I’m total reality tv trash. I’m not even going to be ashamed of it – I love reality tv, unironically, though most of the time I fall for the competition kind. RuPaul’s Drag Race, Project Runway, Hell’s Kitchen… there was a time when I was younger when I also followed Survivor and The Farm, but I fell out of it after a season or two. Reality tv without any kind of skill competition was just too repetitive. I love the drama, scripted or not, but there needs to be more than that.
Let me introduce you to Terrace House. On the surface it looks a bit like Big Brother – six strangers share a house together and we get to watch their every move. Except, in Terrace House sharing a house is literally all they do. There’s no prize, other than getting to live in a gorgeous house with access to a car and a swimming pool, plus whatever fame and recognition you might get in the process. There are no tasks, or rules, or goals. All they do is share a house together and go on with their lives. If they for any reason what so ever feel like they don’t want to continue living in the house, they can move out and someone else moves in. No voting, no strategies, no pacts, just adorable Japanese boys and girls who live together, make friends, solve conflicts and share a bit of their life with an audience.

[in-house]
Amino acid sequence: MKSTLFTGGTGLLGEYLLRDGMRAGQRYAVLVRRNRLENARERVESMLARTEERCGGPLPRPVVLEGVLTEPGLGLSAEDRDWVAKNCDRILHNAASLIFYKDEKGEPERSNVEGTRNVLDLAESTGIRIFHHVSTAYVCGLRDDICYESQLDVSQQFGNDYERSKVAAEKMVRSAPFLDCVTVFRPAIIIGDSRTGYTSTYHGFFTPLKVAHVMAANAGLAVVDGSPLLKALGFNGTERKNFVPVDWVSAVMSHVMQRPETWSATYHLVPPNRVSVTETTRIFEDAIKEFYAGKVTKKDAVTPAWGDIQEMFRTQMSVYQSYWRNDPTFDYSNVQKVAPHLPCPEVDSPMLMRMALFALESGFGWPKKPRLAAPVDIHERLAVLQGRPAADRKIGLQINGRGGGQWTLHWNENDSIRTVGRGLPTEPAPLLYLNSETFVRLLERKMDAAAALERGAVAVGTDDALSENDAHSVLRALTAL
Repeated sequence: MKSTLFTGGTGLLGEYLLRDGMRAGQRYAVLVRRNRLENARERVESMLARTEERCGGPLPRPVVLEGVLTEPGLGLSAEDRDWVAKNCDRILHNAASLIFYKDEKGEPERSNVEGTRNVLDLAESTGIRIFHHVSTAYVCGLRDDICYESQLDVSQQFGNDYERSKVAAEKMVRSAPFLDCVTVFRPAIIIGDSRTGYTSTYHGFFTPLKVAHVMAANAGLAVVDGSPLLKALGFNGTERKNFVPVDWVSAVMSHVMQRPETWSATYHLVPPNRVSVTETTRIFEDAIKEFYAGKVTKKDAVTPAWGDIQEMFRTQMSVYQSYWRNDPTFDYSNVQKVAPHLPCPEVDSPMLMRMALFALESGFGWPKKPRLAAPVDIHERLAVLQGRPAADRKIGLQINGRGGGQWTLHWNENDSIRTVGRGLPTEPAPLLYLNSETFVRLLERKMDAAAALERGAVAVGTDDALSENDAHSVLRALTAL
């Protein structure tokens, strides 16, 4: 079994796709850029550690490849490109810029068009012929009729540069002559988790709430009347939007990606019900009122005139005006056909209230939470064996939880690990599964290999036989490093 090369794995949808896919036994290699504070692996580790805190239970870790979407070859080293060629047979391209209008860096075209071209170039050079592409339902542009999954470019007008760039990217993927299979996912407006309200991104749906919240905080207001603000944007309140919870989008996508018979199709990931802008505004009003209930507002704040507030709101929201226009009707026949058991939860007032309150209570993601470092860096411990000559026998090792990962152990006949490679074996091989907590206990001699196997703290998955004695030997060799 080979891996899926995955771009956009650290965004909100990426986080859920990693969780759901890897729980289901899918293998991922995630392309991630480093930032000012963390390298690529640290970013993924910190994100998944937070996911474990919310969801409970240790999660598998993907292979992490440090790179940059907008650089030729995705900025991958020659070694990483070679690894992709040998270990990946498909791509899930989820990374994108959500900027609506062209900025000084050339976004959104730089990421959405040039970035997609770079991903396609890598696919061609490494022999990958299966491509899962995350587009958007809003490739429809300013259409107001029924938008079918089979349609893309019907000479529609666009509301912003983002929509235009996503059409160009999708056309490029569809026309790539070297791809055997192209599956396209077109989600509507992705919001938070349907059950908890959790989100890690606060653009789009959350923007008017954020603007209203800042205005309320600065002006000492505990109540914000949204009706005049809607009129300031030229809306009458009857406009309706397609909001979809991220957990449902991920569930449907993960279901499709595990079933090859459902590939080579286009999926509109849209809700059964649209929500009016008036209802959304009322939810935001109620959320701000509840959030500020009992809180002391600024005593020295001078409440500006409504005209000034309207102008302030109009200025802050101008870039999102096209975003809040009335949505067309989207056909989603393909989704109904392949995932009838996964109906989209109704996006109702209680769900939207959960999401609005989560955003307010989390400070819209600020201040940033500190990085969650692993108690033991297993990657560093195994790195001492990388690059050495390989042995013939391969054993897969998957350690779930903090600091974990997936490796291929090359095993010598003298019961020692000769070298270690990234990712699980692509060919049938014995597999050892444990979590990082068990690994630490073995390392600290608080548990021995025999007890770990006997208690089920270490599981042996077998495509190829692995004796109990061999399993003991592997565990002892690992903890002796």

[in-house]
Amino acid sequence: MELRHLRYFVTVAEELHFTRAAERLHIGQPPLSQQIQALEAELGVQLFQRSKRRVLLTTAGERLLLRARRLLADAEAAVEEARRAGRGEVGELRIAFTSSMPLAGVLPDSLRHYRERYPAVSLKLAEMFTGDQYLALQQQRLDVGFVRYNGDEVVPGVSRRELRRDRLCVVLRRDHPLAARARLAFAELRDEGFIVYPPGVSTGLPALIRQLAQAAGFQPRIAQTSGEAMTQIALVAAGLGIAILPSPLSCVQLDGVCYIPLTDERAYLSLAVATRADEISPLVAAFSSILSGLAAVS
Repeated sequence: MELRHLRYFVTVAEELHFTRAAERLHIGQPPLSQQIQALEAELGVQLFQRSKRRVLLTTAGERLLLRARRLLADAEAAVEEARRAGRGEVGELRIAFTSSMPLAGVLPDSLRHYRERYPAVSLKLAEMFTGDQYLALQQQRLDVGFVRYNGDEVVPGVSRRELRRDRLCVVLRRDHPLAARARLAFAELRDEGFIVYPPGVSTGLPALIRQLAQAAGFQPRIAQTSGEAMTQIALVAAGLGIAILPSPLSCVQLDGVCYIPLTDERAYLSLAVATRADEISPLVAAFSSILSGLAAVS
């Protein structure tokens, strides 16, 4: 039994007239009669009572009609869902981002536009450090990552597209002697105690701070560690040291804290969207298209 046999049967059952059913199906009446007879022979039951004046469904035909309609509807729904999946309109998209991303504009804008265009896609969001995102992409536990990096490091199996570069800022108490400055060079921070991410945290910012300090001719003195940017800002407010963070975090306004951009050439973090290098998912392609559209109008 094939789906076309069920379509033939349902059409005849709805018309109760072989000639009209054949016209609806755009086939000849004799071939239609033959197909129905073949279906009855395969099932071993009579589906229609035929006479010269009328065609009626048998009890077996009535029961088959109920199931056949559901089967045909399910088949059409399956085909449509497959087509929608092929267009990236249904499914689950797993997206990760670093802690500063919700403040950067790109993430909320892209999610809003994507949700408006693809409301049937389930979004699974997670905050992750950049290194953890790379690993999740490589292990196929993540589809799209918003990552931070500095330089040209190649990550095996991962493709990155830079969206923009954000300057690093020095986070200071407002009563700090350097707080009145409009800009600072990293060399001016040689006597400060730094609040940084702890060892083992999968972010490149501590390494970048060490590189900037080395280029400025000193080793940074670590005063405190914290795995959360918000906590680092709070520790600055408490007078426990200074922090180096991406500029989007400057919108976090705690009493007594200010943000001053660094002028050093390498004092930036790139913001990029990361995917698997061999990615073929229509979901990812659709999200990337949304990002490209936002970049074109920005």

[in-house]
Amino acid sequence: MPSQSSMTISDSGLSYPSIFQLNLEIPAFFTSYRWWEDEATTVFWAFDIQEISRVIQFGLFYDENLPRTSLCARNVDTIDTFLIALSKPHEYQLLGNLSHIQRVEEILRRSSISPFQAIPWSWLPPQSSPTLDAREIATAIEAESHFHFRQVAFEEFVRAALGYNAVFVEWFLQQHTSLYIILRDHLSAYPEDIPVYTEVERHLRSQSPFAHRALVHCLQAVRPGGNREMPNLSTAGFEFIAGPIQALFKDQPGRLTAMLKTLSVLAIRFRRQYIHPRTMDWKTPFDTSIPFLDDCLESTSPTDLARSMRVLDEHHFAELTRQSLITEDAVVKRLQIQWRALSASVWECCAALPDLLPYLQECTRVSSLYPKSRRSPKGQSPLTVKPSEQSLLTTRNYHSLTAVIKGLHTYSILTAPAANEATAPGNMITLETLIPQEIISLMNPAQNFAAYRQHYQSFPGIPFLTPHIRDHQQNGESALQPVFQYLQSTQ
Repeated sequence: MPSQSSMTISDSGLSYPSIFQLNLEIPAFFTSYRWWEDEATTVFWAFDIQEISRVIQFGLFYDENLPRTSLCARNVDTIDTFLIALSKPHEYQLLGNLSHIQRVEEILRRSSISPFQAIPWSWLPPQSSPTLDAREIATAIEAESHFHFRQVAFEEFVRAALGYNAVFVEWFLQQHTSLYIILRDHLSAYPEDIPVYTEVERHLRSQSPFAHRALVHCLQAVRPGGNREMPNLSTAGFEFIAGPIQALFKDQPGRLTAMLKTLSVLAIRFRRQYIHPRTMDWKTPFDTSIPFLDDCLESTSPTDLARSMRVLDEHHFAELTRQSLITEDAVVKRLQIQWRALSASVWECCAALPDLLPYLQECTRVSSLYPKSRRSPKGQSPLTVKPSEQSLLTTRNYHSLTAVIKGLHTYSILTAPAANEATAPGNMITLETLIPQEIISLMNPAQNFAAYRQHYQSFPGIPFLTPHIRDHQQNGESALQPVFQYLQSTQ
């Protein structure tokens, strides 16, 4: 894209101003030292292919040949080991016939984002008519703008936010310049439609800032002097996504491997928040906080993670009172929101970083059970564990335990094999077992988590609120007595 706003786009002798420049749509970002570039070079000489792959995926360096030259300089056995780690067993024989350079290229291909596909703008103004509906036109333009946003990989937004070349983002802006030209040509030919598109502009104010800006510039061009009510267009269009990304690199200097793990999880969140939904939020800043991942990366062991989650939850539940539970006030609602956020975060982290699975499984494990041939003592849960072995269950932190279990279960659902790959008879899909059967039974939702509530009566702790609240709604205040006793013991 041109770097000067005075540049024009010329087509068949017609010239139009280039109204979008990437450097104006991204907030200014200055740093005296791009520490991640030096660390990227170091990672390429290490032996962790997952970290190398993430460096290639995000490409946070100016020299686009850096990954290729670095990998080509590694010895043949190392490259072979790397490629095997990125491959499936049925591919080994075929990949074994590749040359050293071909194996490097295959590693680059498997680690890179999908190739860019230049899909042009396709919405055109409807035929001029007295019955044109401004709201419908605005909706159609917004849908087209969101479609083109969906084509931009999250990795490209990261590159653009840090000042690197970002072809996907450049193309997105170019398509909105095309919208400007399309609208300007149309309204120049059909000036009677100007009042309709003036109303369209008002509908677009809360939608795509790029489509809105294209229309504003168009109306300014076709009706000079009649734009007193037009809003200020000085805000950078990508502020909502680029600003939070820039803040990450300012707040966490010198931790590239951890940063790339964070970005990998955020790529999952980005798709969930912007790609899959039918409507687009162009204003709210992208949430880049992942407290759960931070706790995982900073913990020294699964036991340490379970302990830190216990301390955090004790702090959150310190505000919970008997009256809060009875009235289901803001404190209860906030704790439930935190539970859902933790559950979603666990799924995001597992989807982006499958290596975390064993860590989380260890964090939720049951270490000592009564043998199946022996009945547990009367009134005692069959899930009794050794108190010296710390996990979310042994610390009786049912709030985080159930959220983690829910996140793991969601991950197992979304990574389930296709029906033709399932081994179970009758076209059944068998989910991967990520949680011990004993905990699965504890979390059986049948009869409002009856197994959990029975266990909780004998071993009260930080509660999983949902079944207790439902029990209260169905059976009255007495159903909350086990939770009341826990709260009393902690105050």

The hosts are another reason why I love Terrace House, because they sound exactly like fans. They can be opinionated about the events at the house or about which participants they like or dislike, but most of the time they just crack jokes and gossip about which people should kiss. It’s a very safe and comforting show, like the Great British Bake Off of reality tv and you quickly find yourself wanting them to do well in their lives.
Season 2, Terrace House: Boys and Girls in the City is available as a Netflix Original and the 3rd season, Aloha State, was released just this week. Get on it, it’s the best for binging.